Despite the lack of consensus in the literature on ‘what works’ to improve employability among drug users in treatment, there remains a commitment among policy makers and practitioners to support drug users in accessing and maintaining employment. This commitment is important, as the benefits that accrue from being in employment are well documented. For example, one study identified the benefits that can contribute to an individual’s ability to create and sustain a drug-free life.12 According to the authors (p.38), being in paid employment:
•      enables the recovering drug user to fill his or her time constructively
•      promotes economic independence
•      helps reintegration to wider society by moving the individual away from the drug-using network and towards drug-free social relationships
•      enhances self-esteem and helps build new sense of self, which protects against relapse
•      conveys status, which acts as an important symbol to the individual of their ability to return successfully to a conventional life.
On the other hand, the challenges facing recovering drug users in their attempts to gain employment are well documentedin two studies that highlight the continuing interplay of personal and structural barriers that often prevent recovering drug users from accessing and securing paid employment.13,14
1.     Working Group on drugs rehabilitation (2007) National Drugs Strategy 2001–2008: rehabilitation. Dublin: Department of Community, Rural and Gaeltacht Affairs. www.drugsandalcohol.ie/6267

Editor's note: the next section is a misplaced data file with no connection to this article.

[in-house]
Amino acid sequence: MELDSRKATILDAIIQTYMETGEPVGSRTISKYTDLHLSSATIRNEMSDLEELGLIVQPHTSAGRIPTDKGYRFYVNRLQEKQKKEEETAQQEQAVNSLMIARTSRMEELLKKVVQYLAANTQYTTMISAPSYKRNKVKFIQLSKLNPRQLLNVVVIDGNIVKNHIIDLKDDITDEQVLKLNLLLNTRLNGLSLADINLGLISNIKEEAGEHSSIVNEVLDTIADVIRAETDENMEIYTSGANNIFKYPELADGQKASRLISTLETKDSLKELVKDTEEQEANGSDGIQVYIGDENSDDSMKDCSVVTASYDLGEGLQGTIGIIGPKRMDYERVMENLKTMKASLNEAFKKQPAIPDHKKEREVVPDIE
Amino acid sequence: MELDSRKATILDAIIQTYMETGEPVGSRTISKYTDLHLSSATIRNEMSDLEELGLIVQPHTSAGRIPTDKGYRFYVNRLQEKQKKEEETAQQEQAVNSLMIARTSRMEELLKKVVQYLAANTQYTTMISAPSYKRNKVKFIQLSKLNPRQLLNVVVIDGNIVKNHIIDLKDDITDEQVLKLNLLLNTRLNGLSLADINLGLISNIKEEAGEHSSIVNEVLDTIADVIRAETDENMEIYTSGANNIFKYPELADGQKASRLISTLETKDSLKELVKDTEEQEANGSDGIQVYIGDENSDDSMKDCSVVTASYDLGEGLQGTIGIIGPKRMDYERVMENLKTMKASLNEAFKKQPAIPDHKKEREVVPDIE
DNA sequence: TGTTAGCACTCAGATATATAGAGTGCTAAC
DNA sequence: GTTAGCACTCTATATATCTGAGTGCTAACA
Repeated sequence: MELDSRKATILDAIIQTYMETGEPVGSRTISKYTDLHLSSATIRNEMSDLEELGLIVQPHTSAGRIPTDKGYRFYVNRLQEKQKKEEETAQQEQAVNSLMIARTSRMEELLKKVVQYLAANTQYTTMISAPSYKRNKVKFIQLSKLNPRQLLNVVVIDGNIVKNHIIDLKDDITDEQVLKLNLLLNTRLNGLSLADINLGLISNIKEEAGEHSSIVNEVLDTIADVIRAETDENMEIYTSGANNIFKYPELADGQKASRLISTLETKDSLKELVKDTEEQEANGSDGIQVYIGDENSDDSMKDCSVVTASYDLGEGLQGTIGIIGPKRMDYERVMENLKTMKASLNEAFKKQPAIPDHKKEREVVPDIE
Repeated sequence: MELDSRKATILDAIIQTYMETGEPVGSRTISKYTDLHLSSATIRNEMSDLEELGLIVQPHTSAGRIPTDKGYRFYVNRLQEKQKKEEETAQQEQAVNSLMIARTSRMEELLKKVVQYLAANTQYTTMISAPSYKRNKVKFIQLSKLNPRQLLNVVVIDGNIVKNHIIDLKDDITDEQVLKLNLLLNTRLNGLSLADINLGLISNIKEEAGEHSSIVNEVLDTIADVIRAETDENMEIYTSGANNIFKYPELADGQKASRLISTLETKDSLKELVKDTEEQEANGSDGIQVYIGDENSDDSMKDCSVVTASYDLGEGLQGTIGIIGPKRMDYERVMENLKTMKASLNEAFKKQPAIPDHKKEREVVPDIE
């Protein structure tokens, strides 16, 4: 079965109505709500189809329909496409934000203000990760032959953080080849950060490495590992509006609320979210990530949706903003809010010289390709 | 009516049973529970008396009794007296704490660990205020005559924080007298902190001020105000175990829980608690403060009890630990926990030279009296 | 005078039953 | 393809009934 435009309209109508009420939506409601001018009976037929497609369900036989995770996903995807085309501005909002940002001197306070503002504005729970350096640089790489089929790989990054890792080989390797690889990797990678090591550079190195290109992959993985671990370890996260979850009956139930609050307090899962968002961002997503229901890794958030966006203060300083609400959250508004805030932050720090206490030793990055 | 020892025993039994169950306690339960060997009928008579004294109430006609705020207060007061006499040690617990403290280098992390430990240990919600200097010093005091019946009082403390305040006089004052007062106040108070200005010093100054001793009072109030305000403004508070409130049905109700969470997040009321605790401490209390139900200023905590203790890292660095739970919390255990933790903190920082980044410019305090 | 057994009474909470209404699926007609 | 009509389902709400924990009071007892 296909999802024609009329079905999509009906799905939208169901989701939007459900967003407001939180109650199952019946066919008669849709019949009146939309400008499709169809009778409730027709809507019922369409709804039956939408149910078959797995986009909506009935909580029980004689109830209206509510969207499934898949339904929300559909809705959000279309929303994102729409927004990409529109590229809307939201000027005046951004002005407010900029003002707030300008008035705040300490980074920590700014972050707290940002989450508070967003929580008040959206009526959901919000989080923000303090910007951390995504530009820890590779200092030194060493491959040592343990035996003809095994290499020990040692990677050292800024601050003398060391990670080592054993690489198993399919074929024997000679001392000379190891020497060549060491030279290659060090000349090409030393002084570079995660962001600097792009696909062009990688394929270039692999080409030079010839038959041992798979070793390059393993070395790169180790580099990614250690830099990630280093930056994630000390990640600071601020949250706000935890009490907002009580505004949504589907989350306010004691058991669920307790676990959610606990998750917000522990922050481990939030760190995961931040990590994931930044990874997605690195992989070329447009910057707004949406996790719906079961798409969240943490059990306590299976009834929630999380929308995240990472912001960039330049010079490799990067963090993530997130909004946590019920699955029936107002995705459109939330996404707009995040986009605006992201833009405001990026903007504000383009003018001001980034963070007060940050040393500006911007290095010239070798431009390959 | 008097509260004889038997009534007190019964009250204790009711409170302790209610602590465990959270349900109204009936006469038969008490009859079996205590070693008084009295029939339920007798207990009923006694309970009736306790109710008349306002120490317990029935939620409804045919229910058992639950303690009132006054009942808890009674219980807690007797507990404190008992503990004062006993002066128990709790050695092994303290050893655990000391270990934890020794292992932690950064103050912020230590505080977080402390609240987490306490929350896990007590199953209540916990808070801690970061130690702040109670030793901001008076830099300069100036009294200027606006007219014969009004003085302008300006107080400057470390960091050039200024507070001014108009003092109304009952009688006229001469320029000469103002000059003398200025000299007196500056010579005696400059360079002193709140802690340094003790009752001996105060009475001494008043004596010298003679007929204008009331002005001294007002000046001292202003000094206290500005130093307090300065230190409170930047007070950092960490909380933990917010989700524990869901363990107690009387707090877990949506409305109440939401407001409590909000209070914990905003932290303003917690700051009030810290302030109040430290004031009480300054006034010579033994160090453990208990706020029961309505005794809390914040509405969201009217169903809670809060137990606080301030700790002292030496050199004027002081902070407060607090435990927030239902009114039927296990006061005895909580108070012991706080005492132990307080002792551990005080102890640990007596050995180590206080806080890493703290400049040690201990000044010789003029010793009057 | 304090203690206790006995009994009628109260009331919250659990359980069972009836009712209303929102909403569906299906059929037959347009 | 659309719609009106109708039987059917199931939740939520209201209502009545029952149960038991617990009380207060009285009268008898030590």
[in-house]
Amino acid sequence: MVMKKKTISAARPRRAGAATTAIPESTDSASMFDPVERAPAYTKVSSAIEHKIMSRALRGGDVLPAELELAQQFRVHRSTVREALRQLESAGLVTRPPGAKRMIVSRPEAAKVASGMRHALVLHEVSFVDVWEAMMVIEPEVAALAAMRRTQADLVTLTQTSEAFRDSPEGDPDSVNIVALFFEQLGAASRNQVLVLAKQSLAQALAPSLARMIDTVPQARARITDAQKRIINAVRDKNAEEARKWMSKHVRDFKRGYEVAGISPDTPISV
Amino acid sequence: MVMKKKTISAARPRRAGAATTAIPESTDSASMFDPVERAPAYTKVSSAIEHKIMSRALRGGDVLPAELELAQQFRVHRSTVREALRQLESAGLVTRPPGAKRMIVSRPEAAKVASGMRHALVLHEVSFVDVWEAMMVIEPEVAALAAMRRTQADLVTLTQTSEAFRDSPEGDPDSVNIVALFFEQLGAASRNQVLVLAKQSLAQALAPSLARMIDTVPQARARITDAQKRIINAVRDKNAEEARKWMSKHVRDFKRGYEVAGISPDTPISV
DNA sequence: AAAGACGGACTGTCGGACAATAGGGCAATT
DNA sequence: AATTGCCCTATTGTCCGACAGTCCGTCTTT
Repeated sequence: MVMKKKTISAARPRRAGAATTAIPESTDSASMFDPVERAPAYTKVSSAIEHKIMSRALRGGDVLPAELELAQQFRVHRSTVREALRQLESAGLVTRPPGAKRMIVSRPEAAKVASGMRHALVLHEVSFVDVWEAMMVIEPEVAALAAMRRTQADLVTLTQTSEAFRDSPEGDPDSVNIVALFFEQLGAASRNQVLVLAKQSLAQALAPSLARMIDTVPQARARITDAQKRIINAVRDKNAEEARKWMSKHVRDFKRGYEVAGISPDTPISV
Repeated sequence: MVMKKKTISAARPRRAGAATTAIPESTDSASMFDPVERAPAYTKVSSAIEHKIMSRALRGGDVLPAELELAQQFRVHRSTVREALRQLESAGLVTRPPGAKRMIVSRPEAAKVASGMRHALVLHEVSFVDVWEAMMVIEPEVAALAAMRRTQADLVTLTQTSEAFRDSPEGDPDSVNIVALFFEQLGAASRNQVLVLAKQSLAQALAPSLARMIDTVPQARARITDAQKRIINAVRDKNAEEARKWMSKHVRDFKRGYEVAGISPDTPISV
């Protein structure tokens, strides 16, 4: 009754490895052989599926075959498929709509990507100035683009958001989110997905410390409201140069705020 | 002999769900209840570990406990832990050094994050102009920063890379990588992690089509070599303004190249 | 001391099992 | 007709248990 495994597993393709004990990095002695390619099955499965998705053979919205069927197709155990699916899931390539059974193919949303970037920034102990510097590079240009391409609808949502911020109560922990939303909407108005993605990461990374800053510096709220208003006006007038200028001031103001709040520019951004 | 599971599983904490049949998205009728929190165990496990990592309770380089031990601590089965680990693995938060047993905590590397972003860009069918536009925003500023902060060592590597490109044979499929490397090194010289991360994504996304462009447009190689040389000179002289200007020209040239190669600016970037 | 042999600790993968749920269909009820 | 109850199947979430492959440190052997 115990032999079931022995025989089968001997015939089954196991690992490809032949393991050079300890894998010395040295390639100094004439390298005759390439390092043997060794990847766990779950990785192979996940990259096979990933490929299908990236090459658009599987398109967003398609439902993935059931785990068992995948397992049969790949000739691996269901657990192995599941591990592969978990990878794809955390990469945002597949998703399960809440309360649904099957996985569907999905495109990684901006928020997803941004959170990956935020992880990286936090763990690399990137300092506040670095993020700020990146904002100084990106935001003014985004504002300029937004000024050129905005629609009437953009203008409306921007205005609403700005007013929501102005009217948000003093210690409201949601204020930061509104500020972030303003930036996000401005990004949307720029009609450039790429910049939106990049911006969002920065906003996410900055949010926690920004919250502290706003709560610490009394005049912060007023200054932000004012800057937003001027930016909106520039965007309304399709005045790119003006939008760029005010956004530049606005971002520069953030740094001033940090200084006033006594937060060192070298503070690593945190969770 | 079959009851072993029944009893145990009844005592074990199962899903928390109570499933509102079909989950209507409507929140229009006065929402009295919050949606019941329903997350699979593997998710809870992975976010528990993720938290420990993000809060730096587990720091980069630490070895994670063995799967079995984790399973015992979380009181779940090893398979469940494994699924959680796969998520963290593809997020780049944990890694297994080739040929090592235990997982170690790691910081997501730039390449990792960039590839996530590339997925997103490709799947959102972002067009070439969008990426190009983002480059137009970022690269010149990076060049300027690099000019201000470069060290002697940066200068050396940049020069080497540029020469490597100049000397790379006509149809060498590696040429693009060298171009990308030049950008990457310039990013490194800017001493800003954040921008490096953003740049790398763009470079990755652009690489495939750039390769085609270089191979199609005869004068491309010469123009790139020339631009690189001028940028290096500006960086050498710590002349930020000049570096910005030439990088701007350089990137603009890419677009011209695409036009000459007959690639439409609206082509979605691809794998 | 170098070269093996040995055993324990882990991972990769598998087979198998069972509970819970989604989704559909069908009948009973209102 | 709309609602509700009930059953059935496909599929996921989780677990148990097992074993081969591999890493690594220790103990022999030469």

2.     Department of Community Rural and Gaeltacht Affairs (2009) National Drugs Strategy (interim) 2009–2016. Dublin: Department of Community, Rural and Gaeltacht Affairs. www.drugsandalcohol.ie/12388
3.     Fine Gael and the Labour Party (2011) Towards recovery: programme for a national government 2011–2016. Dublin: Fine Gael, and the Labour Party. www.drugsandalcohol.ie/14795
4.     Bellerose D, Carew AM and Lyons S (2011) Trends in treated problem drug use in Ireland 2005–2010. HRB Trends Series 12. Dublin: Health Research Board. www.drugsandalcohol.ie/16381
5.     Henkel D (2011) Unemployment and substance use: a review of the literature (1990–2010). Current Drug Abuse Reviews, 4(1): 4–27.
6.     Platt JJ (1995) Vocational rehabilitation of drug abusers. Psychological Bulletin, 117(3): 416–433.
7.     Bruce A (2004) Drugs task force project activity for FÁS Community Employment and Job Initiative participants. Dublin: FÁS. www.drugsandalcohol.ie/6020
8.     Lawless K (2006) Listening and learning: evaluation of special community employment programmes in Dublin North East. Dublin: North Dublin City and County Regional Drugs Task Force. www.drugsandalcohol.ie/6122
9.     Van Hout MC and Bingham T (2011) Holding pattern: an exploratory study of the lived experiences of those on methadone maintenance in Dublin North East. Dublin: Dublin North East Drugs Task Force. www.drugsandalcohol.ie/16231
10. Sumnall H and Brotherhood A (2012) Social reintegration and employment: evidence and interventions for drug users in treatment. Luxembourg: Publications Office of the European Union. www.drugsandalcohol.ie/18596
11. Magura S, Staines G, Blankertz L and Madison E (2004) The effectiveness of vocational services for substance users in treatment. Substance Use and Misuse, 39(13&14): 2165–2213.
12. McIntosh J, Bloor M and Robertson M (2008) Drug treatment and the achievement of paid employment. Addiction Research and Theory, 16(1): 37–45.
13. Bauld L, Hay G, McKell J and Carroll C (2010) Problem drug users’ experiences of employment and the benefit system. Research Report No. 640. Norwich: HM Stationery Office. http://research.dwp.gov.uk/asd/asd5/rports2009-2010/rrep640.pdf
14. Simonson P (2010) Pathways to employment in London: a guide for alcohol and drug services. London: Drugscope.
Item Type
Publication Type
Irish-related, Open Access, Article
Drug Type
All substances
Intervention Type
General / Comprehensive, Education and training, Psychosocial treatment method, Rehabilitation/Recovery
April 2013
Page Range
pp. 16-17
Health Research Board
Issue 45, Spring 2013
Accession Number
HRB (Electronic Only)